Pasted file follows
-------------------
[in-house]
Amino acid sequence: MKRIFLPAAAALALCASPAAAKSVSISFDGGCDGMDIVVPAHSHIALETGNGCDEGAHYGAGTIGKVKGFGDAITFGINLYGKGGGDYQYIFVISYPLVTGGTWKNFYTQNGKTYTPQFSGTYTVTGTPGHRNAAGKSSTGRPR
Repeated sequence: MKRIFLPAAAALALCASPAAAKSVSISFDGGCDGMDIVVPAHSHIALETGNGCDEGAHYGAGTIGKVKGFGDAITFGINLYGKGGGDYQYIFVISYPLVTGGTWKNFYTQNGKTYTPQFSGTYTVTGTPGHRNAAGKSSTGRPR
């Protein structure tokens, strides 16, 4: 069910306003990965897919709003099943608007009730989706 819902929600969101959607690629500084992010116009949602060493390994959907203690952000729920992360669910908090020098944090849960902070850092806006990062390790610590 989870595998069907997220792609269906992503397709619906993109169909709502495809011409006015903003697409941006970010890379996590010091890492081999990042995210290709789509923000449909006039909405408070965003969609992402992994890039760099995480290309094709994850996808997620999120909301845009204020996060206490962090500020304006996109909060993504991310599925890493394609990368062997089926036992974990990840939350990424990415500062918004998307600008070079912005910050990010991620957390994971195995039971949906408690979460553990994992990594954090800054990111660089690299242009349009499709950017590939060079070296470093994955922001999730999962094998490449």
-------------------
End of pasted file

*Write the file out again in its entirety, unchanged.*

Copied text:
[in-house]
Amino acid sequence: MKRIFLPAAAALALCASPAAAKSVSISFDGGCDGMDIVVPAHSHIALETGNGCDEGAHYGAGTIGKVKGFGDAITFGINLYGKGGGDYQYIFVISYPLVTGGTWKNFYTQNGKTYTPQFSGTYTVTGTPGHRNAAGKSSTGRPR
Repeated sequence: MKRIFLPAAAALALCASPAAAKSVSISFDGGCDGMDIVVPAHSHIALETGNGCDEGAHYGAGTIGKVKGFGDAITFGINLYGKGGGDYQYIFVISYPLVTGGTWKNFYTQNGKTYTPQFSGTYTVTGTPGHRNAAGKSSTGRPR
């Protein structure tokens, strides 16, 4: 069910306003990965897919709003099943608007009730989706 819902929600969101959607690629500084992010116009949602060493390994959907203690952000729920992360669910908090020098944090849960902070850092806006990062390790610590 989870595998069907997220792609269906992503397709619906993109169909709502495809011409006015903003697409941006970010890379996590010091890492081999990042995210290709789509923000449909006039909405408070965003969609992402992994890039760099995480290309094709994850996808997620999120909301845009204020996060206490962090500020304006996109909060993504991310599925890493394609990368062997089926036992974990990840939350990424990415500062918004998307600008070079912005910050990010991620957390994971195995039971949906408690979460553990994992990594954090800054990111660089690299242009349009499709950017590939060079070296470093994955922001999730999962094998490449």